that doesn’t turn to dust when you pick it up, as some cheezier
brands do. You can get all leaf supplies, good brands, mail order
from New York Central Art Supply. 800-950-6111. Hope this helps. Carla
Reiter


#8

My grandfather was a bookbinder who used gold leaf on the titles and
decorative stamped embellishments on leather books. I inherited a
book of his 23K gold leaf. I have used it in Keum-boo to get an
antiqued looking, rubbed away border on a brooch I made with an
etched photo of him. You can also layer it to get heavier coverage,
but it really doesn’t compare with using the thicker foil for
Keum-boo.

Donna in VA


#9

I have seen someone do a process with Gold Leaf where he annealed
and pickled a piece of silver four times or so. He then took the
silver and laid it on a hot plate with a piece of Gold Leaf on top
of the silver and as the silver heated up he then used a burnishing
tool to smooth out the gold leaf fusing it to the top of the silver.
It was a pretty neat effect and I might have forgotten a step, if
anyone has used this process please correct me if I left something
out.

Joe


#10
    he annealed and pickled a piece of silver four times...then
laid it on a hot plate with a piece of Gold Leaf on top...used a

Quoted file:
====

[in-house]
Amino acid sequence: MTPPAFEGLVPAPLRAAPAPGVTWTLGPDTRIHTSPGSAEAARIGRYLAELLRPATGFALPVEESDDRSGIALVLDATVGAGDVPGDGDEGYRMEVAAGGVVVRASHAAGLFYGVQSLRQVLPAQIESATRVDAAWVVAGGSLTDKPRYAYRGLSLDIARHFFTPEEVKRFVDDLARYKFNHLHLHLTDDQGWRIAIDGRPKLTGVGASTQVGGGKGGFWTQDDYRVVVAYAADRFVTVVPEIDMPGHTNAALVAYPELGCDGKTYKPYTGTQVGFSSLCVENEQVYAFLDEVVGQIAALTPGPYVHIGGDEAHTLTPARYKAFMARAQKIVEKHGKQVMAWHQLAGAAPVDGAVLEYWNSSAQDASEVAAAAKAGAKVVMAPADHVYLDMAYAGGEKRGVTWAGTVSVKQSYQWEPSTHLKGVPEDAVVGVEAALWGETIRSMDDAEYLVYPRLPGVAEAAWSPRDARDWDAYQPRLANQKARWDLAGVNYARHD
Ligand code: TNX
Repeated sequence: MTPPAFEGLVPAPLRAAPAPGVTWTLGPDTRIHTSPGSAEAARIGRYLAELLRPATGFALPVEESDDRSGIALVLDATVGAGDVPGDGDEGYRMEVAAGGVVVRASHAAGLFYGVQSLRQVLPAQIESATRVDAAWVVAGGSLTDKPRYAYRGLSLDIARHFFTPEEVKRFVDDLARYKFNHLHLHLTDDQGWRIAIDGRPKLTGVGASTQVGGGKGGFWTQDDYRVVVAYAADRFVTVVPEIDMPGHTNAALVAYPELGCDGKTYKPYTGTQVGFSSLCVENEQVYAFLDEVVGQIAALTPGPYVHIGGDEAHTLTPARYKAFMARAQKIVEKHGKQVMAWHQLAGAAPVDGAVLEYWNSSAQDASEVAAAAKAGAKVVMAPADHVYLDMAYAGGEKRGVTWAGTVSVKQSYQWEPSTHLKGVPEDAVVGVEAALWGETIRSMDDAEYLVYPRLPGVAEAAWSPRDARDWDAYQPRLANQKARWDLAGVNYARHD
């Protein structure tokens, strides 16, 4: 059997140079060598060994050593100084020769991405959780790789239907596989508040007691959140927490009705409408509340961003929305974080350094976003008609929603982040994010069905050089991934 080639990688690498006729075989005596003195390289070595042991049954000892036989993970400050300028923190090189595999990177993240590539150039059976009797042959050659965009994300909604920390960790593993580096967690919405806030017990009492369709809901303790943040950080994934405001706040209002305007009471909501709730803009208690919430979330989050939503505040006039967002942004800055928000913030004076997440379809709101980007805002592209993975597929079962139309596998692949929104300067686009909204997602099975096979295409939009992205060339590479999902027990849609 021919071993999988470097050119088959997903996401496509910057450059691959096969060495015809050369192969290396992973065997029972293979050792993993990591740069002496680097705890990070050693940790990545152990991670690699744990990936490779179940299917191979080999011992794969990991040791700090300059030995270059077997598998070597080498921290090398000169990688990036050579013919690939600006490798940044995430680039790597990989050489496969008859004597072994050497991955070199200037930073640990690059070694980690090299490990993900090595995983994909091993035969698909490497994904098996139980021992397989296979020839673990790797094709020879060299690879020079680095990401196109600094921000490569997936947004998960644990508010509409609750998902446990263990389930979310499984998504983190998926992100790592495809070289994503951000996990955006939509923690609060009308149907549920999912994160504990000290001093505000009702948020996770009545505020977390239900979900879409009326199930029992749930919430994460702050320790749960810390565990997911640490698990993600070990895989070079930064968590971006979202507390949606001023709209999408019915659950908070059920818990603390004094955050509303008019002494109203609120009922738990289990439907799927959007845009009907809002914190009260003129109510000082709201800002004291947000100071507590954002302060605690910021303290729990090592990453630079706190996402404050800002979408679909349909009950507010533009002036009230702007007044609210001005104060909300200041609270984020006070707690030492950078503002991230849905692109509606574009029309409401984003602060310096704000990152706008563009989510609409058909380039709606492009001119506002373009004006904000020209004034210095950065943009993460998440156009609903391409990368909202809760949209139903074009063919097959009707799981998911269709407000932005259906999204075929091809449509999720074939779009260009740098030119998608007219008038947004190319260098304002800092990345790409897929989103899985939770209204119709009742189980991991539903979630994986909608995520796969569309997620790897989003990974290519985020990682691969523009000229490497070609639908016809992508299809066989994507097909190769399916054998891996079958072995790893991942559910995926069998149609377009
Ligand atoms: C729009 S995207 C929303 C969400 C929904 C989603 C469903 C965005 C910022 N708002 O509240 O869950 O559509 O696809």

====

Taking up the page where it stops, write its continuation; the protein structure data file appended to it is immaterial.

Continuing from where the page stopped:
burnishing tool 

Joe, Isn’t that the same as keum-boo?

The Ganoksin article on keum-boo said extra gold can be fused on to
make a thicker layer. Anybody know how many layers of gold leaf
would be needed to equal a single layer of gold foil?

Janet


#11

Joe,

The process you described is called Keum-Boo and it’s of Korean
heritage. You have the basic steps correct, except that it will
likely take more than 4 rounds of heating to fully depletion gild the
silver. And in that heating process, you shouldn’t be going as high
as annealing temp – just enough to raise the silver to the surface.
You know you’re done when no more “brown spots” appear when you heat
the silver and the white surface stays white.

Also, gold leaf is VERY thin for use with Keum Boo and will not show
as visibly as gold foil will. The foil will also be much more
manageable to apply.

Hope all this helps - you should look up more details on the process
before trying it, though. It’s a neat technique and can be quite
lovely.

Karen Goeller
@Karen_Goeller


Handcrafted and Unique Artisan Jewelry